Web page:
BANGALORE (Reuters) - British interest rates will rise from record lows early next year as the UK economic recovery outpaces Europe's and inflation picks up, a Reuters poll of economists forecasts on Wednesday.
Although Bank of England Governor Mark Carney recently said a hike is getting nearer, only six of 60 economists polled this week expect it to happen this year, 48 forecast it in the first quarter of next year. Six see it coming later.
Recent strength in the British economy comes at the same time as a fall in inflation, which slowed to 1.5 percent in August -- stubbornly below the Bank's 2 percent target, but is expected to pick up in the coming months. GBCPI
In the euro zone, Britain's biggest trading partner, inflation is at a five-year low of just 0.3 percent and the bloc's economy stagnated in the second quarter.
Dwindling demand from the euro zone has hurt British factories, with the latest data showing UK manufacturing grew at the slowest rate in 17 months in September.
"Once again we are likely to have policy stalemate. The economic recovery is becoming increasingly entrenched, but as yet there is not sufficient evidence to begin to normalize the stance of monetary policy," Investec chief economist, Philip Shaw, said.
Even after a "no" vote at the Scottish independence referendum last month, expectations on the timing of a rate hike were unchanged from previous polls.
Indeed, 14 of 25 economists who answered an extra question in the survey said that vote did not increase the probability of an earlier rate hike, while 11 said it did.
"We had assumed that Scotland would vote 'no', so conditional on that assumption the 'no' vote has no effect on our outlook for BoE policy," Wells Fargo global economist, Jay Bryson, said. "Had Scotland voted 'yes', then the probability of delay in hiking rates would have risen."
The Scottish referendum on independence and political fallout over a very close vote has hurt the pound, with the currency falling more than 5 percent against the dollar since July, wiping off gains made in the first half of the year.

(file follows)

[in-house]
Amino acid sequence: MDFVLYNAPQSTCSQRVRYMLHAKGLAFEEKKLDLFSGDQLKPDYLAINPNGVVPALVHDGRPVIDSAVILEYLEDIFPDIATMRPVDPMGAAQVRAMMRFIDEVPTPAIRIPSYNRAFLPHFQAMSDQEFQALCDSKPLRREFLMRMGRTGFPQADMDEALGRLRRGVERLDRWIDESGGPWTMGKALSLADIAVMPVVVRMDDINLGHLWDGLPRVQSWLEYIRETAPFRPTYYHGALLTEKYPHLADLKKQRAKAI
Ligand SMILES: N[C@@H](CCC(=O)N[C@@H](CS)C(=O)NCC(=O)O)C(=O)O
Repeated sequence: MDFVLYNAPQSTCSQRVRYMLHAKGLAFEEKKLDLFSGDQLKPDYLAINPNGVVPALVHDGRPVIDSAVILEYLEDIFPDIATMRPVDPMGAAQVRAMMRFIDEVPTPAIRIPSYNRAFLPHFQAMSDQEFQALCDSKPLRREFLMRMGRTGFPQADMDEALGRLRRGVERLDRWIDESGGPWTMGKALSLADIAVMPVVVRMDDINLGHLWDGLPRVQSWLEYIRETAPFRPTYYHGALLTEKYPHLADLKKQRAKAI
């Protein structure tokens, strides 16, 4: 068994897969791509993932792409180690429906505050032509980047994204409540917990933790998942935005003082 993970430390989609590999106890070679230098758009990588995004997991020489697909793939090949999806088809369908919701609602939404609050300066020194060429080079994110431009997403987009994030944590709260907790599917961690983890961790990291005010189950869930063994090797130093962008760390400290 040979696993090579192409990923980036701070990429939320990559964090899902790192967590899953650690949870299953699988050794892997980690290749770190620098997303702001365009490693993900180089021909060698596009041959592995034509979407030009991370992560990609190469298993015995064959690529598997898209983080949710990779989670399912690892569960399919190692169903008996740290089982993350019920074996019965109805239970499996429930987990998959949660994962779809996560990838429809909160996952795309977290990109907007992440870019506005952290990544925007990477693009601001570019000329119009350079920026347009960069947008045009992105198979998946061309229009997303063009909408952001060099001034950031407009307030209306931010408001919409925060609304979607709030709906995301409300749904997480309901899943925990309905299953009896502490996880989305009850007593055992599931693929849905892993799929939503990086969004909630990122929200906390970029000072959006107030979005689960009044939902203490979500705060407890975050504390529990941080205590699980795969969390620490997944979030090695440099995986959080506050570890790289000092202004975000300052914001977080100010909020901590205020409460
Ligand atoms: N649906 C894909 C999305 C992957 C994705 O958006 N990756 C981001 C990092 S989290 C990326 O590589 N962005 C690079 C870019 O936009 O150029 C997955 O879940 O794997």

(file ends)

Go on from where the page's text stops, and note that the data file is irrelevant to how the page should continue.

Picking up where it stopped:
This week's Conservative Party conference has so far served only to highlight political risks to sterling ahead of next May's parliamentary elections.
Sterling hit a two-week low against the dollar on Tuesday but firmed to a more than two-year high against the euro, the latest leg of a broad-based rally in the U.S. currency that dates back almost three months.
"While expectations regarding the direction of central bank policy have been instrumental to the dollar's broadbased recovery, the wider fundamental picture for the greenback has also improved," Rabobank senior foreign exchange strategist, Jane Foley, said.
A separate Reuters survey of nearly 60 strategists put sterling at $1.63 one month and three months ahead, at $1.62 in six months and $1.60 in a year, weaker than in a poll in September but not far from where it is trading.
Just as markets are focusing on when the BoE and the Federal Reserve will tighten policy, they also expect the European Central Bank to do more to stimulate the euro zone economy.
Such a move would weaken the euro, and cross rates calculated by Reuters suggest the common currency would be worth 77.6 pence in a month, 76.8p in six months and just 76.0p in a year. [EUR/POLL]
In September's poll the euro was pegged at 78.9p in a month, 77.4p in six months and 76.1p in 12 months.
Polling and analysis by Diptarka Roy; Editing by Louise Ireland